James 2:25 appeals to Rahab as an illustration of how good works flow from genuine, saving faith: “And in the same way was not also Rahab the prostitute justified by works when she received the messengers and sent them out by another way?” Rahab communicated a falsehood to protect the spies—and is apparently applauded for it. And note that Joshua sent spies into the land, whose purpose was to deceive and undermine the enemy in order to gather information the enemy hopes to conceal. God had spies working for him in the Old Testament.
Falsehood vs. Lie
It appears, then, that there are occasions when deception is ethically permissible. But note: not all falsehoods are lies. A lie is an intentional falsehood that violates someone’s right to know the truth. But there are cases in which people forfeit their right to know the truth. So the question is not whether it is ever morally permissible to lie, but “What is a lie?” A lie is the intentional declaration or communication of a falsehood designed to deceive someone who has a moral and legal right to know the truth. A lie is telling an untruth to someone to whom you are morally and legally obligated to speak the truth. There are, however, certain occasions in which you are not under obligation to tell someone the truth (e.g., in times of war, criminal assault, and so on.).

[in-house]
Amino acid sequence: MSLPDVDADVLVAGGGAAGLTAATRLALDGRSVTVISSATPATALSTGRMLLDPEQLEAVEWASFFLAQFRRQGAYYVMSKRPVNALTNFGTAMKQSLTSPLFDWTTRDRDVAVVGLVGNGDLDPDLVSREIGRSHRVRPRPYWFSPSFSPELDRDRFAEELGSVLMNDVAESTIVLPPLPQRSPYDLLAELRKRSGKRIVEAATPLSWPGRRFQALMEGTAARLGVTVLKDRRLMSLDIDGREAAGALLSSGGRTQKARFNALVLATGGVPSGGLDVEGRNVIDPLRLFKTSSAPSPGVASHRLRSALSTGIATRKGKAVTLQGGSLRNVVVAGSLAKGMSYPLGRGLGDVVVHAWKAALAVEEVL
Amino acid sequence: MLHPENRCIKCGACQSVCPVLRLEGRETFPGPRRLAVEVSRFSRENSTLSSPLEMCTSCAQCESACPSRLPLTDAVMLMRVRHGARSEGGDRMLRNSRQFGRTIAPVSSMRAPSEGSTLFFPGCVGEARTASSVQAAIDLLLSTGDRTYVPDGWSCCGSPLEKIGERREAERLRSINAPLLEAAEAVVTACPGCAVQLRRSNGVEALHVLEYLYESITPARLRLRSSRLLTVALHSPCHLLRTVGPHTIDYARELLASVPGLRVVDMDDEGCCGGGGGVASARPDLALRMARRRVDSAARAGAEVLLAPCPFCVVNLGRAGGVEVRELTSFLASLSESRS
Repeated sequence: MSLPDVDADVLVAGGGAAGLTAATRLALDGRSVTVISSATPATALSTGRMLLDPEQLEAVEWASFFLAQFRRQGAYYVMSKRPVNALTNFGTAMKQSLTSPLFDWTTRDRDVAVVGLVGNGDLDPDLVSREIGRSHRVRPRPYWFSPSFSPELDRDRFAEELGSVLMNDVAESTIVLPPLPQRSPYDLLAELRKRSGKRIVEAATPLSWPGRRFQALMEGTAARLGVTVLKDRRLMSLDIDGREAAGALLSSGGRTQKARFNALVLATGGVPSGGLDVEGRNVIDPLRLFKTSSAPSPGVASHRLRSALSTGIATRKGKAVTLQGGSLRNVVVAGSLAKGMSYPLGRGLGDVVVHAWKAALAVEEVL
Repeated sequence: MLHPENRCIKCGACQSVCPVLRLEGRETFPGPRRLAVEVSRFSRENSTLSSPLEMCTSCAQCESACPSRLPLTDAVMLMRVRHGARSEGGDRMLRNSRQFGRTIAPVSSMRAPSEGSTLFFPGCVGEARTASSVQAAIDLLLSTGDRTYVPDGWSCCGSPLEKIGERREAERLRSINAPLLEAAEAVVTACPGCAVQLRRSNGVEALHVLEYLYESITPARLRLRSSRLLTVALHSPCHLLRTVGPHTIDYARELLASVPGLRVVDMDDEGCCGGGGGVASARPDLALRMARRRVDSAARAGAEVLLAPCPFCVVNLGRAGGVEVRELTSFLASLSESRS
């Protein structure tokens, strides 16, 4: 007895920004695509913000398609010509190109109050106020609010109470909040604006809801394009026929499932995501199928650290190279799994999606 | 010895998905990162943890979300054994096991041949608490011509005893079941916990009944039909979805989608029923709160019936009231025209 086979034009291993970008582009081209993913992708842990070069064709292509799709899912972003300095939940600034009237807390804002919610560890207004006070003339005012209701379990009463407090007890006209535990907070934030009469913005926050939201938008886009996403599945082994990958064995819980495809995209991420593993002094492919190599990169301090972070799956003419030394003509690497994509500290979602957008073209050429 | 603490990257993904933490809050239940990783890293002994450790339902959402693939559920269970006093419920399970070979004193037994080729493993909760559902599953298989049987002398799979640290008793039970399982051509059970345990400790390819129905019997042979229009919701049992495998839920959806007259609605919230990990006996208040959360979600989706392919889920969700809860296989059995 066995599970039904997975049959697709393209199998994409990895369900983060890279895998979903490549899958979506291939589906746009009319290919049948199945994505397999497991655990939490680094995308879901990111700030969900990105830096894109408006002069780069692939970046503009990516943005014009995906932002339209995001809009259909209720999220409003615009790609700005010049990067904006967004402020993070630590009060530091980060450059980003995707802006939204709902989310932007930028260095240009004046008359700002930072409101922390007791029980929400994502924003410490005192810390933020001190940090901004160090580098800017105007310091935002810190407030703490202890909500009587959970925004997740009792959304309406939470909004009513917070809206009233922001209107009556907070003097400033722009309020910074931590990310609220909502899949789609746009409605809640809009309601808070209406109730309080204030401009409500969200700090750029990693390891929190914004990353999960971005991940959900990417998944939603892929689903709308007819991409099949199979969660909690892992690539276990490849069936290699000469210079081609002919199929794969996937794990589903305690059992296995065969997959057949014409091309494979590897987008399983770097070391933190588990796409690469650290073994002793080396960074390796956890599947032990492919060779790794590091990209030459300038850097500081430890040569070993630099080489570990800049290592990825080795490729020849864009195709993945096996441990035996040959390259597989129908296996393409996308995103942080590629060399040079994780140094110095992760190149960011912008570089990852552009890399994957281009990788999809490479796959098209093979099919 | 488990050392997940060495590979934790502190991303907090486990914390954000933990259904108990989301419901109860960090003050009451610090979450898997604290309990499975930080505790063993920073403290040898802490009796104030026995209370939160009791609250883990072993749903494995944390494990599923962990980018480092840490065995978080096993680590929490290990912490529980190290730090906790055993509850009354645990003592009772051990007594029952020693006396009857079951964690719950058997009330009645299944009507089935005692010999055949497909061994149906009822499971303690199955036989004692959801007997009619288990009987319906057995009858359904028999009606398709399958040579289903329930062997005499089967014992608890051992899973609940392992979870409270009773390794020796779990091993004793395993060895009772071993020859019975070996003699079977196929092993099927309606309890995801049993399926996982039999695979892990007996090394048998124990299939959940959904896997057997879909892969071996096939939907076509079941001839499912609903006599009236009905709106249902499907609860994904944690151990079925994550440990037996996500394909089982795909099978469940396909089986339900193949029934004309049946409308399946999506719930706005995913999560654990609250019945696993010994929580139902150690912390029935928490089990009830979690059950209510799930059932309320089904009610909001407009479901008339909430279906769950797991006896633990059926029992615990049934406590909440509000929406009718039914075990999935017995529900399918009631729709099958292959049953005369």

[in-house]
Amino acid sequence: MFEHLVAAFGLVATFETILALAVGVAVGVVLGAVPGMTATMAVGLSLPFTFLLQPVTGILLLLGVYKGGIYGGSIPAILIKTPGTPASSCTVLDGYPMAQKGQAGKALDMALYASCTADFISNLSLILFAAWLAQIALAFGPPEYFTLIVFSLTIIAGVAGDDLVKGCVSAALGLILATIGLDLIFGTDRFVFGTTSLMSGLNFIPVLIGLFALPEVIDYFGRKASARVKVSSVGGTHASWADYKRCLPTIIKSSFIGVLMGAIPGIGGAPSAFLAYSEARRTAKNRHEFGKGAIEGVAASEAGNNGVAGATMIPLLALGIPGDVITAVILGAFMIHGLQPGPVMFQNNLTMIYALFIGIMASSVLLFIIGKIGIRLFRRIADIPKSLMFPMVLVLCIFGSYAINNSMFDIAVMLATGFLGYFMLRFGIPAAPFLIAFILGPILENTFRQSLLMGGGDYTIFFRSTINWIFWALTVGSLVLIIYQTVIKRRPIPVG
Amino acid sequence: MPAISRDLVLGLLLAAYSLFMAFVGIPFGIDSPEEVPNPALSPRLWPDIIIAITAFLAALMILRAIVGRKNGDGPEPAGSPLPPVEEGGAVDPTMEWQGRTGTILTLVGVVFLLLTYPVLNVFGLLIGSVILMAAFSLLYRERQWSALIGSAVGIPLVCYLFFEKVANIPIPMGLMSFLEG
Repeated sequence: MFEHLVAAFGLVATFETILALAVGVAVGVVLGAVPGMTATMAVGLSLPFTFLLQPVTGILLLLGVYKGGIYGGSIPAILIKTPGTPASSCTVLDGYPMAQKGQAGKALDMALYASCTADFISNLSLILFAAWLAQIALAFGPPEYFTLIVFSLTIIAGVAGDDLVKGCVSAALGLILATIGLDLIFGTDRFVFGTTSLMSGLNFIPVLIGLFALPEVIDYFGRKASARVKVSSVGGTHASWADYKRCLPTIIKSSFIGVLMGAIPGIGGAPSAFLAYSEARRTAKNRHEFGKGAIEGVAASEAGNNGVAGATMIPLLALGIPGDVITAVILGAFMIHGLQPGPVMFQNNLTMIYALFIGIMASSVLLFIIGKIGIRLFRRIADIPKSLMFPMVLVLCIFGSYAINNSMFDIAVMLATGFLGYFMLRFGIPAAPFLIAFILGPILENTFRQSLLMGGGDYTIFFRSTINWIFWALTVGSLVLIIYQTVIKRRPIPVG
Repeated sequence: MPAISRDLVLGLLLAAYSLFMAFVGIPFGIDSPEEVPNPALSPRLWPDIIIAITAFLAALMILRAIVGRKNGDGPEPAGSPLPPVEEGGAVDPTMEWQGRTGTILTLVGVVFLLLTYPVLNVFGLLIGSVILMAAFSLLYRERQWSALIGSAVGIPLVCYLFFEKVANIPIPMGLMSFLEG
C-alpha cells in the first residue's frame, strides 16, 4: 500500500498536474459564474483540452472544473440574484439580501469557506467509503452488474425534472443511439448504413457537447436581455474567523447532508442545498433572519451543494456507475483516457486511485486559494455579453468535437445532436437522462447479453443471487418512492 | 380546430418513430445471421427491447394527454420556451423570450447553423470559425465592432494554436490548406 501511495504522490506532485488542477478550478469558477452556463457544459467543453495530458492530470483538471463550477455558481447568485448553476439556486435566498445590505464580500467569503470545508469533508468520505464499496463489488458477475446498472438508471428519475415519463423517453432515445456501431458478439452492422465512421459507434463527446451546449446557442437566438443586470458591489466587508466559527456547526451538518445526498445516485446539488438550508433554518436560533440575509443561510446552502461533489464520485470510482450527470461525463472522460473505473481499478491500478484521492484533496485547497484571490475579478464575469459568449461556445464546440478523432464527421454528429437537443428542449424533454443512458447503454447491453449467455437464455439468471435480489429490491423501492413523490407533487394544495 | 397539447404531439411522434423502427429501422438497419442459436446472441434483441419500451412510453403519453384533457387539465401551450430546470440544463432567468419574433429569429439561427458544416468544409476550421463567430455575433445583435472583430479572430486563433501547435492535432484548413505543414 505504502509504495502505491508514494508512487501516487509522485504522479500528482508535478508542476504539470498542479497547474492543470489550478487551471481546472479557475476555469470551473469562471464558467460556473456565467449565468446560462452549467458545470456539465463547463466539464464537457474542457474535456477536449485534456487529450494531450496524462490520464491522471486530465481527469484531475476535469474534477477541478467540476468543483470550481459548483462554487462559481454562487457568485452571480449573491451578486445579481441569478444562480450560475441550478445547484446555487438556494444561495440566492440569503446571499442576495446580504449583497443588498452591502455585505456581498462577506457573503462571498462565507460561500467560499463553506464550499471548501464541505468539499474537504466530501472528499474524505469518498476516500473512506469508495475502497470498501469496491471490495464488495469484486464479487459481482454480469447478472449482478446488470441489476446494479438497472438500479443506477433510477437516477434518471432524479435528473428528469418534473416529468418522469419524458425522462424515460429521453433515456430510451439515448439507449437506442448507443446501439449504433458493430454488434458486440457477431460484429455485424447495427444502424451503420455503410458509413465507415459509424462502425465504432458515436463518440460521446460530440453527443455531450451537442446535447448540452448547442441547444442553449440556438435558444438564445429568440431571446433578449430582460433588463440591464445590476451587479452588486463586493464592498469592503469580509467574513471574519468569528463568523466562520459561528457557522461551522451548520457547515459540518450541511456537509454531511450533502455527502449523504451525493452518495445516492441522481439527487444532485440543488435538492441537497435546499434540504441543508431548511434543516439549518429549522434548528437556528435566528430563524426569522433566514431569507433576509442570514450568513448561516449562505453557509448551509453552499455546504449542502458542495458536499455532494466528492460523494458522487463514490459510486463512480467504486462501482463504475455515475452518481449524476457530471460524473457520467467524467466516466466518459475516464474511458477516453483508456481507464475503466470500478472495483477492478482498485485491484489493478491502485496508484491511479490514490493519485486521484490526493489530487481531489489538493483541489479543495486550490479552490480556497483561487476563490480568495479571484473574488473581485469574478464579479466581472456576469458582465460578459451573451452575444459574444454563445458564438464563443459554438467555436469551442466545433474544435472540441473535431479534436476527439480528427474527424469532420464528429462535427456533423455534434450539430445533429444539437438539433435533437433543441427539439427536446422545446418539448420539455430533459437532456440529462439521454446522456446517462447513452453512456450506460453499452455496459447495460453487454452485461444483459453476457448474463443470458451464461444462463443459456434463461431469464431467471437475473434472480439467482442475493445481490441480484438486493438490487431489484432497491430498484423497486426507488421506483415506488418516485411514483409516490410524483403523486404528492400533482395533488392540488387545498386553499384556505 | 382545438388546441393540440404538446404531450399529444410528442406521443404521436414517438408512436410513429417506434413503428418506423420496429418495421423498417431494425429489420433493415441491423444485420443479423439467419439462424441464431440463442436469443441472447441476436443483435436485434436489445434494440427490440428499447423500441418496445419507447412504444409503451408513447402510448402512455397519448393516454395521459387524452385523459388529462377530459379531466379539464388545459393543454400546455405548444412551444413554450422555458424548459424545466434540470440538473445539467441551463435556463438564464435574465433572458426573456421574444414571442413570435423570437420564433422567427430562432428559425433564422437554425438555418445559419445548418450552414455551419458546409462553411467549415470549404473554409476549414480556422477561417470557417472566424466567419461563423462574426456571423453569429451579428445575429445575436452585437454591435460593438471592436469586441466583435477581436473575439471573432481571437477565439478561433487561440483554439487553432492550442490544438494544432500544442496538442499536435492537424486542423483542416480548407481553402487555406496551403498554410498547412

A lie is an intentional falsehood that violates someone’s right to know the truth. But there are cases in which people forfeit their right to know the truth.
I want to be certain that no one responds to this article with anything less than a fervent commitment to truth-telling. In arguing, as I have, that there may be occasions when the communication of a falsehood is ethically permissible, I am not suggesting Christians that should become lax or casual in their treatment of the truth. The truth sets us free (John 8:32).
Our goal should never be to wiggle our way around the truth or search for an ethical loophole. When the psalmist describes the person who is privileged to “sojourn” in God’s tent and to “dwell” on his holy hill (Ps. 15:1–5), among the qualities cited is speaking “truth” in his heart, refusing to “slander with his tongue,” and being the sort of person “who swears to his own hurt and does not change.” “He who does these things,” David insists, “shall never be moved.”